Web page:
There is also bleeding in the vaginal area, which is also associated with severe abdominal pain. Low blood pressure can also indicate a uterine rupture and must be examined by a doctor. Bloody urine can also indicate this complaint. In most cases, a uterine rupture is treated by a doctor immediately after birth. It cannot generally be predicted whether this will lead to further complications or to a reduced life expectancy for the mother or the child.
Treatment & Therapy
Immediate emergency medical measures are indicated in the event of an impending rupture of the uterus as well as one that has already occurred. To inhibit labor activity, so-called tocolytics, which minimize the contraction activity of the uterus, are infused intravenously as part of an acute tocolysis.
The standard first-line treatment is an intravenous bolus injection of 0.025 mg fenoterol (a beta-2 sympathomimetic), which can be repeated once without risking circulatory decompensation in the unborn child. In addition, shock prophylactic measures are required.
If there is a suspicion that a rupture is imminent or has already taken place, immediate referral to a clinic is indicated, where usually a laparatomy (surgical opening of the abdominal wall) in the case of a laborless uterus or, if labor is present, a caesarean section (section birth, caesarean section ) is performed as soon as possible ) with subsequent reconstruction of the uterus.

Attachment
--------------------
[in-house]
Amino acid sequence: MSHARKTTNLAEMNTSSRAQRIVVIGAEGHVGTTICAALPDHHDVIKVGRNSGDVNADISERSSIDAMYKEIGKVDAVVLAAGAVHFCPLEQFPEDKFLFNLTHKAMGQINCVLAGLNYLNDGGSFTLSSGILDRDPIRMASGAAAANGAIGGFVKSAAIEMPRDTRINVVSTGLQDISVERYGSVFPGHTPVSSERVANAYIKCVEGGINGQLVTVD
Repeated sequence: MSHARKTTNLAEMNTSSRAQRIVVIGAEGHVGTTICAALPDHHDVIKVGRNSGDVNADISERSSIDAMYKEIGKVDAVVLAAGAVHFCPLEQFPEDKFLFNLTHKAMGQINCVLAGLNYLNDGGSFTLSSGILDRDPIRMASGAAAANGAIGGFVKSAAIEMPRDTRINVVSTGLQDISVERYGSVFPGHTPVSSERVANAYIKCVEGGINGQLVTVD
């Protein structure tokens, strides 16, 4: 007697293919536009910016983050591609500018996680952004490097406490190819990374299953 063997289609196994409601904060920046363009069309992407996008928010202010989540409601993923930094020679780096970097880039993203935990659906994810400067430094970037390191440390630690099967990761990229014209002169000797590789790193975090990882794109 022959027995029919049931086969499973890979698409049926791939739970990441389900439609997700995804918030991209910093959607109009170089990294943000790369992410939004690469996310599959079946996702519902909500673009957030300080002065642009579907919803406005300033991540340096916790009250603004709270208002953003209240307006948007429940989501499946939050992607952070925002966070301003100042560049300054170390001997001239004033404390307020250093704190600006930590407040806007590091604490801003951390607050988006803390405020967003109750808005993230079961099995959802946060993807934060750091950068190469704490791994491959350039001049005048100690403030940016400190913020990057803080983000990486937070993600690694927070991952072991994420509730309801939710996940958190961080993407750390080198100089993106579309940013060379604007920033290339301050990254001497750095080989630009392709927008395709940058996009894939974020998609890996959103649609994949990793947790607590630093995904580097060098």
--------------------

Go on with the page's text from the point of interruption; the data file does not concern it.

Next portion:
If the bleeding cannot be stopped or if it is particularly severe, a total laparoscopic hysterectomy or uterine extirpation (removal of the uterus) may be necessary. If a rupture of the uterus is suspected during the delivery process, a caesarean section is also carried out as an emergency. At the same time, hypovolemic shock (reduced circulating blood flow) as a result of blood loss in the event of a uterine rupture should always be treated using volume and blood doses.
A uterine rupture cannot be prevented in every case. In the case of surgical interventions on the uterus that have already taken place, the risk of a rupture, especially scar ruptures, is slightly increased and the course of the pregnancy should be monitored and monitored accordingly due to the high mortality associated with uterine ruptures.